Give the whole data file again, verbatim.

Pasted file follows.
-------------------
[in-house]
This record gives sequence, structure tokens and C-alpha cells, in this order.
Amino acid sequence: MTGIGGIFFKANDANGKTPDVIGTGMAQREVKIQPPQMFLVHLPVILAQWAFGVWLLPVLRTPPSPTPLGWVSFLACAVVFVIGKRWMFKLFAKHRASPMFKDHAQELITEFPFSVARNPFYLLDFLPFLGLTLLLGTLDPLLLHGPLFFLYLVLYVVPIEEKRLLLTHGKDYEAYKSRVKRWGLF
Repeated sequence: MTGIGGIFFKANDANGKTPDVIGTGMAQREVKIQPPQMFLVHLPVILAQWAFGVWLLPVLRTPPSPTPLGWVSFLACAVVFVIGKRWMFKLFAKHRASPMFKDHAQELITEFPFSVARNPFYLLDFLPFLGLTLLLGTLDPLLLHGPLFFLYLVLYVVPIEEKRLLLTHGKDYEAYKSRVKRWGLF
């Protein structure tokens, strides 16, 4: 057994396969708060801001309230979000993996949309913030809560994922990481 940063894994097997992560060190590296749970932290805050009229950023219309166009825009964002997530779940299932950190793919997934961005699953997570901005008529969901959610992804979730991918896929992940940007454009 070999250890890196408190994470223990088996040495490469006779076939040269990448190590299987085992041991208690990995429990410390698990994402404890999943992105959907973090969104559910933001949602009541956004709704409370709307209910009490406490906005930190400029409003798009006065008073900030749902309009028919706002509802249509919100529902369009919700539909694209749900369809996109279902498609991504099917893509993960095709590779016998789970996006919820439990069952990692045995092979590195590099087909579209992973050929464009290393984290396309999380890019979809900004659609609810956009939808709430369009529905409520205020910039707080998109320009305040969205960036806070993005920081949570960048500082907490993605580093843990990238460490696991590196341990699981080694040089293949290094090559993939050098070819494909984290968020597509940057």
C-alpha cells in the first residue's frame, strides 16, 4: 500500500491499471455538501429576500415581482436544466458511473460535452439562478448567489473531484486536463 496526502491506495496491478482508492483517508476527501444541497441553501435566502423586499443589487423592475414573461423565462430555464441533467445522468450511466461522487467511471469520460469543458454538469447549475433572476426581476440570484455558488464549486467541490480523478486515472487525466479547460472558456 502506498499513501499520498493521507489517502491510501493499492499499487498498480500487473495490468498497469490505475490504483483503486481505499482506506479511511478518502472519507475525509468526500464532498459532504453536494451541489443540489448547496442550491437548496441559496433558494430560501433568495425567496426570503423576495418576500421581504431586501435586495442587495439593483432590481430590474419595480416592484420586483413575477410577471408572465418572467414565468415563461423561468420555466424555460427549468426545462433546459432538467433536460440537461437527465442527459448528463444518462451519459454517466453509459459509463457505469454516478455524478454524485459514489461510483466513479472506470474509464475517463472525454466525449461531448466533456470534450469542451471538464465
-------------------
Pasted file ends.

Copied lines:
[in-house]
This record gives sequence, structure tokens and C-alpha cells, in this order.
Amino acid sequence: MTGIGGIFFKANDANGKTPDVIGTGMAQREVKIQPPQMFLVHLPVILAQWAFGVWLLPVLRTPPSPTPLGWVSFLACAVVFVIGKRWMFKLFAKHRASPMFKDHAQELITEFPFSVARNPFYLLDFLPFLGLTLLLGTLDPLLLHGPLFFLYLVLYVVPIEEKRLLLTHGKDYEAYKSRVKRWGLF
Repeated sequence: MTGIGGIFFKANDANGKTPDVIGTGMAQREVKIQPPQMFLVHLPVILAQWAFGVWLLPVLRTPPSPTPLGWVSFLACAVVFVIGKRWMFKLFAKHRASPMFKDHAQELITEFPFSVARNPFYLLDFLPFLGLTLLLGTLDPLLLHGPLFFLYLVLYVVPIEEKRLLLTHGKDYEAYKSRVKRWGLF
């Protein structure tokens, strides 16, 4: 057994396969708060801001309230979000993996949309913030809560994922990481 940063894994097997992560060190590296749970932290805050009229950023219309166009825009964002997530779940299932950190793919997934961005699953997570901005008529969901959610992804979730991918896929992940940007454009 070999250890890196408190994470223990088996040495490469006779076939040269990448190590299987085992041991208690990995429990410390698990994402404890999943992105959907973090969104559910933001949602009541956004709704409370709307209910009490406490906005930190400029409003798009006065008073900030749902309009028919706002509802249509919100529902369009919700539909694209749900369809996109279902498609991504099917893509993960095709590779016998789970996006919820439990069952990692045995092979590195590099087909579209992973050929464009290393984290396309999380890019979809900004659609609810956009939808709430369009529905409520205020910039707080998109320009305040969205960036806070993005920081949570960048500082907490993605580093843990990238460490696991590196341990699981080694040089293949290094090559993939050098070819494909984290968020597509940057």
C-alpha cells in the first residue's frame, strides 16, 4: 500500500491499471455538501429576500415581482436544466458511473460535452439562478448567489473531484486536463 496526502491506495496491478482508492483517508476527501444541497441553501435566502423586499443589487423592475414573461423565462430555464441533467445522468450511466461522487467511471469520460469543458454538469447549475433572476426581476440570484455558488464549486467541490480523478486515472487525466479547460472558456 502506498499513501499520498493521507489517502491510501493499492499499487498498480500487473495490468498497469490505475490504483483503486481505499482506506479511511478518502472519507475525509468526500464532498459532504453536494451541489443540489448547496442550491437548496441559496433558494430560501433568495425567496426570503423576495418576500421581504431586501435586495442587495439593483432590481430590474419595480416592484420586483413575477410577471408572465418572467414565468415563461423561468420555466424555460427549468426545462433546459432538467433536460440537461437527465442527459448528463444518462451519459454517466453509459459509463457505469454516478455524478454524485459514489461510483466513479472506470474509464475517463472525454466525449461531448466533456470534450469542451471538464465